First, as is probably recalled, the compromised character of the NSA RNG was revealed in a previous tranche of the Snowden documents in September, and an embarrassed RSA quickly issued a recommendation that users cease using that particular RNG.
Second, even back in October, there were rumblings about possible financial considerations playing a part in RSA's willingness to include the RNG in its products. Here's a snip from a piece I wrote at the time:
[On a recent episode of Science Friday] Ira Flatow asked Philip Zimmerman [creator of the PGP open-key e-mail encryption system] why RSA would have done such a thing. There was a long, awkward silence and some awkward laughter before Zimmerman slid into the passive voice/third person zone:
ZIMMERMAN: And yet RSA did a security - did use it as their default random number generator. And they do have competent cryptographers working there. So.Maybe Mr. Zimmerman had an advance peek at the relevant Snowden documents. I think it more likely that he had already heard some tittle-tattle in his high tech circles but was not interested in calling down a corporate and legal sh*train upon himself by openly accusing the RSA of taking government money (interesting legal question: is it slanderous to allege that a US corporation engaged in a legal transaction with the US government?).
FLATOW: How do you explain that?
ZIMMERMAN: Well, I'm not going to - I think I'd rather not be the one to say.
FLATOW: But if someone else were to say it, what would they say?
ZIMMERMAN: Well, someone else might say that maybe they were incentivized.
Third, Blame the Suits! Per the Reuters expose:
No alarms were raised, former employees said, because the deal was handled by business leaders rather than pure technologists.
"The labs group had played a very intricate role at BSafe [the product line that was compromised by the RNG], and they were basically gone," said labs veteran Michael Wenocur, who left in 1999.
Actually, outside security analyst Bruce Schneier and others had raised serious concerns about DUAL EC EBRG in 2007 in a public forum and, as Zimmerman pointed out, RSA had competent cryptographers in the building. DUAL EC EBRG was provided as only one option, albeit the default, and security-savvy users would be able to select another, better RNG. And RSA cryptographers could further console themselves with the awareness that, even if Clueless Enduser kept DUAL EC EBRG as a default, probably the only entity with the message collection and analysis capability to exploit it effectively was America's own NSA.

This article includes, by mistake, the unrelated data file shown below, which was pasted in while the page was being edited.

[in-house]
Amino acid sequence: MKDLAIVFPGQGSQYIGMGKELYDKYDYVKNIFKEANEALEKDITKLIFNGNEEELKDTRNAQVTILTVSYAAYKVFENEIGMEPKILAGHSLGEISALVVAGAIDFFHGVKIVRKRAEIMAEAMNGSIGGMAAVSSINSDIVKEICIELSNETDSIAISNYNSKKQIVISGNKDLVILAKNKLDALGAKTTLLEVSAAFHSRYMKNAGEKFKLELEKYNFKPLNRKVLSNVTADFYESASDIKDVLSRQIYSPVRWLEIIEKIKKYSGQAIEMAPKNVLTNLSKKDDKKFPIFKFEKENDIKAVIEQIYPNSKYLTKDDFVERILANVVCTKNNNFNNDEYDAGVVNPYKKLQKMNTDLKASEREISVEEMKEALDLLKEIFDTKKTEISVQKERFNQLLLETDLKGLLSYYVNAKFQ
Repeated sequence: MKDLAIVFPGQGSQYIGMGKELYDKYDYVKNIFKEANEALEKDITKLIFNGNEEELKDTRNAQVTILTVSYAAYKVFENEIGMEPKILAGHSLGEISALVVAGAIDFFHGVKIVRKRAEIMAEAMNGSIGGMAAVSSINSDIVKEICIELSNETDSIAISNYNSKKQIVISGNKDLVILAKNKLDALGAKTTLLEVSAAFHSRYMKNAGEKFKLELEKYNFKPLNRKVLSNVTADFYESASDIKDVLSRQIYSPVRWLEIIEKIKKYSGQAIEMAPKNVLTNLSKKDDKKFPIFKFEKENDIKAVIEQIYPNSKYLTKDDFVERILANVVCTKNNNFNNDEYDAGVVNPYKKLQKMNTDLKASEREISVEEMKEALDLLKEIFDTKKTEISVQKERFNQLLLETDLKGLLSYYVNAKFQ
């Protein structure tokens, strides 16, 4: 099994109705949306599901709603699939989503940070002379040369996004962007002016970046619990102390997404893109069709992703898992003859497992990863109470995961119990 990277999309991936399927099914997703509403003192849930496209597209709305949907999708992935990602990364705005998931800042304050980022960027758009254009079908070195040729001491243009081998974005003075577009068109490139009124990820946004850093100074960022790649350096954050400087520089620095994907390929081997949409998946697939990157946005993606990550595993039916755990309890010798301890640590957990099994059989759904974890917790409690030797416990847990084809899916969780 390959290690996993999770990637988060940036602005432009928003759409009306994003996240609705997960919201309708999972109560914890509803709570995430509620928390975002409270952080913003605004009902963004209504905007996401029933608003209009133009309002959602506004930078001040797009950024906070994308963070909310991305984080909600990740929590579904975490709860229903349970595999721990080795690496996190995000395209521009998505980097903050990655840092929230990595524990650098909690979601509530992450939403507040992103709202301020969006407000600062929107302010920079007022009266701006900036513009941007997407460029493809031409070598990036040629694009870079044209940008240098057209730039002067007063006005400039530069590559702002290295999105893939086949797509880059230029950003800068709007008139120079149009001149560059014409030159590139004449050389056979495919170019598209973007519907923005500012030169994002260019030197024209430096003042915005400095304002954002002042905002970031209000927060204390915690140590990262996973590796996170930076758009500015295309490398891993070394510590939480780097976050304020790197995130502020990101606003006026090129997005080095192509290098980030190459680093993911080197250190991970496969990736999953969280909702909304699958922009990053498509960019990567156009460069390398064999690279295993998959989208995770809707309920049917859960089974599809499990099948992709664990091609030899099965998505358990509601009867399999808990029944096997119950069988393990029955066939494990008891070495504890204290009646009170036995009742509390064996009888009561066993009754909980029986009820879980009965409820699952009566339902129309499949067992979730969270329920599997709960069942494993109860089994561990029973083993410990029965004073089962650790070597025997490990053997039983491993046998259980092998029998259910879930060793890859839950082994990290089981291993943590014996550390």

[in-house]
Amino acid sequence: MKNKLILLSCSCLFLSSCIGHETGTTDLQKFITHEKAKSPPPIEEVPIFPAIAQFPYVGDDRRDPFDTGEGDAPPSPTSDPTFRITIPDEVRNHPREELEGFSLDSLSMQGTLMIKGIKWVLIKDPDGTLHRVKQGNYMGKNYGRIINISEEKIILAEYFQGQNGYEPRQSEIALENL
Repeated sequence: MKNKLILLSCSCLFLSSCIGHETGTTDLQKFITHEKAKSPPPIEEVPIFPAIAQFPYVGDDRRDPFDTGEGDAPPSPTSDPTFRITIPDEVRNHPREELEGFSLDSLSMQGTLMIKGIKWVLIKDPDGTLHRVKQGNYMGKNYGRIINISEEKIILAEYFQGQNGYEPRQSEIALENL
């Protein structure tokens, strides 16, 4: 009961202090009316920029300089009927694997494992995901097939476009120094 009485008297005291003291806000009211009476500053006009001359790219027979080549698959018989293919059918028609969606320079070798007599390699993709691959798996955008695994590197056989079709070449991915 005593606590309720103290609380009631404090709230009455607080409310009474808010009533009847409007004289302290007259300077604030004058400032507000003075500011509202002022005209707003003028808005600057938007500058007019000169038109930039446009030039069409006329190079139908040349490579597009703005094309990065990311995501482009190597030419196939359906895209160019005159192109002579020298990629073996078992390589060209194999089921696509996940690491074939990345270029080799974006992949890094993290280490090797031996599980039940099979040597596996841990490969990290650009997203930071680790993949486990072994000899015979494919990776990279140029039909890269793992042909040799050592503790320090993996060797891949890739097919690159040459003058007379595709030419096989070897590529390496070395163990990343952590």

In other words, it wasn't just RSA Chief Executive and Designated Villain Art Coviello sneaking down into the lab and inserting the lethal code while the techies obliviously shipped the compromised product.
Fourth, I think there is a growing awareness that a significant element of the Snowden story is the collusion between Big Tech and the NSA, fueled by the awareness that both sides want the same thing: a thoroughly backdoored Internet open to individual data profiling and surveillance penetration (and tolerate the resultant security breaches as cost of doing business/collateral damage).
I wonder if the story will get any more traction, since there are sizable vested economic, political, and ideological interests extending all the way to the Oval Office that are engaged in perpetuating the image of a benign, democratic/populist information order dedicated to information security. The constituency interested in seeing Google and the other tech giants share the blame for ruining the Internet--and in the process evaporating a few hundred billion dollars of personal wealth, market cap, and stock options--is, on the other hand, powerless and vanishingly small.
Inside the tech industry, the attitude seems to be one of damage control i.e. media initiatives to convince the public that the Internet companies care about YOU and hate helping out that nasty old government. As to the question of whether a corporate Snowden will emerge, the attitude seems to be, as Phil Zimmerman--a genuine and battered hero of the encryption wars in the 1990s--put it: "I think I'd rather not be the one to say." Maybe the code of omerta lives on in the tech industry.
Fifth, I find it amusing and somewhat irritating that, ever since I wrote about RSA in October, I am bombarded with RSA pop-up ads on my own blog and across the web. It's the Internet equivalent of a golden retriever that pursues me down the street driven by the irresistible urge to sniff the seat of my trousers. Make it stop!